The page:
The study looked at levels of deterioration in cognitive ability in later life and identified two distinct groups of people: one group whose cognition dropped quickly towards the end of life, and another whose cognition remained stable. Membership of the stable group was strongly influenced by childhood intelligence – more so than educational attainment or other environmental factors.
The researchers carried out the study using data from the Lothian Birth Cohort 1936, Scotland, which is one of more than 40 cohorts available to access via the DPUK Data Portal.
Lead author Dr Dorina Cadar, of the Department of Behavioural Science and Health at UCL, said: ‘There is a lot of controversy around the role played by education as a marker of cognitive reserve in relation to later-life cognition. Some studies have found a protective effect, whereas others have found no association at all. Our idea was to disentangle the role of childhood intelligence from that of education in relation to terminal decline, which represents the gradual decline in cognitive function that occurs as a function of time before death. Furthermore, we also wanted to understand whether it could be said that everyone declines in the same way as they approach the end of life.’
The Lothian Birth Cohorts are among the only long-term studies globally to feature nationwide data on intelligence from childhood through to later years, with some participants still being tested in their 90s.
Senior author Dr Graciela Muniz-Terrera, of the University of Edinburgh, said: ‘We found two distinct groups of individuals: one smaller class of about 20% whose cognitive ability dropped quite sharp towards the end of life, and a bigger group of about 80% whose cognitive ability remained stable. In addition, we investigated levels of intelligence and education – both separately and in combination – in relation to terminal decline.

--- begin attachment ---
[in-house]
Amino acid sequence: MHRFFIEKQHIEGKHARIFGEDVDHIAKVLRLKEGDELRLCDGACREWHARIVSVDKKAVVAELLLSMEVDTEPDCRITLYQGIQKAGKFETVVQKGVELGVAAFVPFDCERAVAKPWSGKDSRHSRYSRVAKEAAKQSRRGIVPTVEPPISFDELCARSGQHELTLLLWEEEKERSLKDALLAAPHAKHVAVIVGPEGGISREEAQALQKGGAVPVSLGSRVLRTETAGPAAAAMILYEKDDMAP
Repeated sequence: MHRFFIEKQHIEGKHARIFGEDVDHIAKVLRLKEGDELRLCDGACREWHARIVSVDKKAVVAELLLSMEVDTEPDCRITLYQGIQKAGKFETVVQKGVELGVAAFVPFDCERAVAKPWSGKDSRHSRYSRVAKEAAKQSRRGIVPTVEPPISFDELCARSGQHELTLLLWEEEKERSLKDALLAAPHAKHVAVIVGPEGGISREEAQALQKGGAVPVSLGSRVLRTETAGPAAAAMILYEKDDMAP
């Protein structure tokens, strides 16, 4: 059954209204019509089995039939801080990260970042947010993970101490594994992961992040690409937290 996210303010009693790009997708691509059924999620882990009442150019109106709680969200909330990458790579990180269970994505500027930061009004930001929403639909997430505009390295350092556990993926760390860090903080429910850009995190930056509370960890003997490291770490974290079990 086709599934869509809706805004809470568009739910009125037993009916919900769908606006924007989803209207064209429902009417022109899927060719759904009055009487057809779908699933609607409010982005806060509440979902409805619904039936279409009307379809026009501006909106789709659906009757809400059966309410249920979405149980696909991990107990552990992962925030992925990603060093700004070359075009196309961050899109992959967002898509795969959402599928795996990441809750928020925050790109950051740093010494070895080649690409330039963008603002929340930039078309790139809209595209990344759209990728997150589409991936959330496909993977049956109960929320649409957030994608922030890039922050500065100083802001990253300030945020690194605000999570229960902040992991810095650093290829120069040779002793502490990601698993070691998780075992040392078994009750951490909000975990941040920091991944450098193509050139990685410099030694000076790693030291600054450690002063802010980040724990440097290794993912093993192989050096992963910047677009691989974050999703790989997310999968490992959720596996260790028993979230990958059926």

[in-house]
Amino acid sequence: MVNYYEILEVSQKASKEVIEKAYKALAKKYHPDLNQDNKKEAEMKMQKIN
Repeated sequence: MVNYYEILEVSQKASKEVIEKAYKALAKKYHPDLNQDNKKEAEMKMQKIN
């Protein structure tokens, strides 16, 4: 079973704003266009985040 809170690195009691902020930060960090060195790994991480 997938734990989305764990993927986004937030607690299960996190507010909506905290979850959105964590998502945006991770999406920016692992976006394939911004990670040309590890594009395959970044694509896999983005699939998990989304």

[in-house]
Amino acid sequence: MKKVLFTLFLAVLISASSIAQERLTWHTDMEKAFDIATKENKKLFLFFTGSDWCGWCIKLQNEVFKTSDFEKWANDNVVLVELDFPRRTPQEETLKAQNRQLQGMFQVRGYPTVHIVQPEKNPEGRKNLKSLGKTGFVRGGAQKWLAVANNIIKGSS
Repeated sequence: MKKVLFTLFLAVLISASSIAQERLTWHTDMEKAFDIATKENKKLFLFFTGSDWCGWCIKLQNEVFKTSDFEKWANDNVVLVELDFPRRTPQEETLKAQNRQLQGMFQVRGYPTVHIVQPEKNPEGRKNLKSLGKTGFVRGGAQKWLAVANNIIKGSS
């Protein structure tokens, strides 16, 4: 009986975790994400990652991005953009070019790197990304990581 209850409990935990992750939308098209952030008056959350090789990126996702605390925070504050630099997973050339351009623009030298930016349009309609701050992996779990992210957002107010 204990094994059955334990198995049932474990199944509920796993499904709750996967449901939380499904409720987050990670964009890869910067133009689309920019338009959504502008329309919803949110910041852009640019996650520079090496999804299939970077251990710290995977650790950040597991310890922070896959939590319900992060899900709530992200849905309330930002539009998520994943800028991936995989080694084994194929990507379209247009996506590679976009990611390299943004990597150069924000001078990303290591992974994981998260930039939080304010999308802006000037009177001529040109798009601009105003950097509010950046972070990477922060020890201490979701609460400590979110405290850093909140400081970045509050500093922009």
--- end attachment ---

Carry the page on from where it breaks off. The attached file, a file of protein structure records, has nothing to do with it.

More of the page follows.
‘Our findings are very interesting: when both intelligence and education were taken into consideration, intelligence showed a strong protective effect on the class membership, predicting a stable cognitive performance prior to death. However, the independent effect of education was weaker and further explained by the adjustment for childhood intelligence.’
The researchers say the role of childhood intelligence in later-life outcomes is perhaps unsurprising, given it may also be indirectly linked with environmental factors such as education level or lifestyle behaviours.
Dr Cadar added: ‘While we acknowledge limitations such as the long gaps between testing and the likelihood of older participants being “high performers”, the value of this study lies in the rarity of the data and the opportunity to analyse the impact of intelligence and education across such a broad timeframe. One possible implication is that interventions for mental development should start as early as childhood in order to be most effective across the entire lifespan, with long-term benefits for the preservation of cognitive abilities until the end of life.’
Study co-author Professor Ian Deary, of the University of Edinburgh, is Principal Investigator of the Lothian Birth Cohorts. He said: ‘We encourage researchers to become familiar with the manifold data we hold on the Lothian Birth Cohorts and to use them to test their ideas. This is one example among many in which researchers have brought good, novel research questions and worked with us to answer them.
‘In this case, what was special was the combination of childhood intelligence test scores alongside other early-life data in a cohort with repeated testing of cognitive function in older age. The findings from these analyses give some support to the quotation attributed to Fred Astaire: “Old age is like everything else… to make a success of it, you’ve got to start young.”’
Plans for follow-up research include a proposed study by Pamela Almeida Meza, a PhD student at UCL supervised by Dr Cadar, who will use the DPUK Data Portal to compare different markers of cognitive reserve across multiple cohorts in relation to neurocognitive outcomes.
Read the full study in the journal Psychology & Aging (institutional or personal subscription required for access).
Visit the DPUK Data Portal, which brings together records of over 3 million people in a free-to-access resource for researchers.